“What we are doing is we are starting off with the financial instrument to get the market to be well acquainted with the concept,” said Finsec chief executive officer, Collen Tapfumanei.

“A farmer who is forward thinking then comes into the derivatives market through two options. If they are a small scale farmer, Options Contracts are for them because the person who wants to come in, such as the processors and other buyers, they have a small fee that they can outlay to the farmer to get commitment that the farmer will sell to them. The farmer benefits by having that initial amount which they can use for their inputs, then they commit to deliver once the crop is ripe,”

“Then for the Futures contract, when I am a large scale commercial farmer, I have the means, I put in a deposit and say I don’t want to be bound to one processor. I want to just place on the exchange that I’m entering a Futures contract to supply so many tonnes of grain or tomatoes on such a date and I don’t care who is on the other side. When that day comes I am going to supply and for me to convince the market I’m going to put in a margin,” said Tapfumaneyi.

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Derivatives markets are a success story in many agrarian economies world over in countries such as the US, South Africa and India.

The South African Futures Exchange (Safex) is the futures exchange subsidiary of Johannesburg Stock Exchange (JSE). It consists of two divisions; a financial markets division for trading of equity derivatives and an agricultural markets division (AMD) for trading of agricultural derivatives.

Still on the capital markets, the Zimbabwe Stock Exchange (ZSE) also recently set up an agriculture index on its main dashboard which tracks the performance of companies in the agricultural sector following the Global Industry Classification Standard (GICS) adoption in the classification of listed companies.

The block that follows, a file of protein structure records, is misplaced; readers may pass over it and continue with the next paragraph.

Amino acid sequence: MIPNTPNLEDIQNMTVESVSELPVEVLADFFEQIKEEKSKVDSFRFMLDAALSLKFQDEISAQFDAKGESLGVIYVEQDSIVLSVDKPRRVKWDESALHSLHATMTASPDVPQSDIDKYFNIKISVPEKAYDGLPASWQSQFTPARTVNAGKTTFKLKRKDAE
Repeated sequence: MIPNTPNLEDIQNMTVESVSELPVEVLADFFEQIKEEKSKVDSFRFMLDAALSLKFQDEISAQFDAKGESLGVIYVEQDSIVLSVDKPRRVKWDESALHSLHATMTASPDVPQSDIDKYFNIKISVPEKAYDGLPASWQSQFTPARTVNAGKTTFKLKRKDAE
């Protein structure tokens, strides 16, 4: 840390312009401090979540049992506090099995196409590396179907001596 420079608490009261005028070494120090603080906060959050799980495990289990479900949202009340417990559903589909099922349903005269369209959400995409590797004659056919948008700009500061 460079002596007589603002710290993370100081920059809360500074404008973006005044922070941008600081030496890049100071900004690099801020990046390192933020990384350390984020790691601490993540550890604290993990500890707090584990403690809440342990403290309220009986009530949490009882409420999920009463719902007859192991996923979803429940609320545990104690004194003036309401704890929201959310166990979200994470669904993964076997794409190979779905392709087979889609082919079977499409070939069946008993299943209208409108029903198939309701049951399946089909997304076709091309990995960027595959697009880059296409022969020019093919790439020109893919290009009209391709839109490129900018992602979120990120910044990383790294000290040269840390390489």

The Agriculture Index provided the market with better performance apparatus, and will assist in choosing sector-based investing strategies.

The ZSE Agriculture Index gained a marginal 0.39 percent in its first month in April.

“This is a good initiative that acts as a barometer of how the agriculture sector is performing on the ZSE. Right now most of our stocks in the agriculture sector such as Tanganda, Innscor, BAT and so forth are doing well and this means investors can easily track this and pour more money into these companies and its good for our agriculture,” said financial analyst, Victor Bhoroma weighed in.

Last year, the country launched a commodities market better known as the Zimbabwe Mercantile Exchange (ZMX) that operates through a warehousing system which safely stores the farmers’ commodities, then trades the warehouse receipts on an automated system and establish market driven prices.

With the ZMX operating under a warehousing system, analysts say this will help curb the perennial problem of post-harvest losses synonymous with most small scale farmers.

According to the University of Zimbabwe’s Department of Soil Science and Agricultural Engineering, Zimbabwe is experiencing an average post-harvest maize loss of between 18, 5 percent and 30 percent.

With such new innovations taking place, these are exciting times for the country’s agriculture sector which has for the greater part since the agrarian reform at the turn of the millennium has under-performed.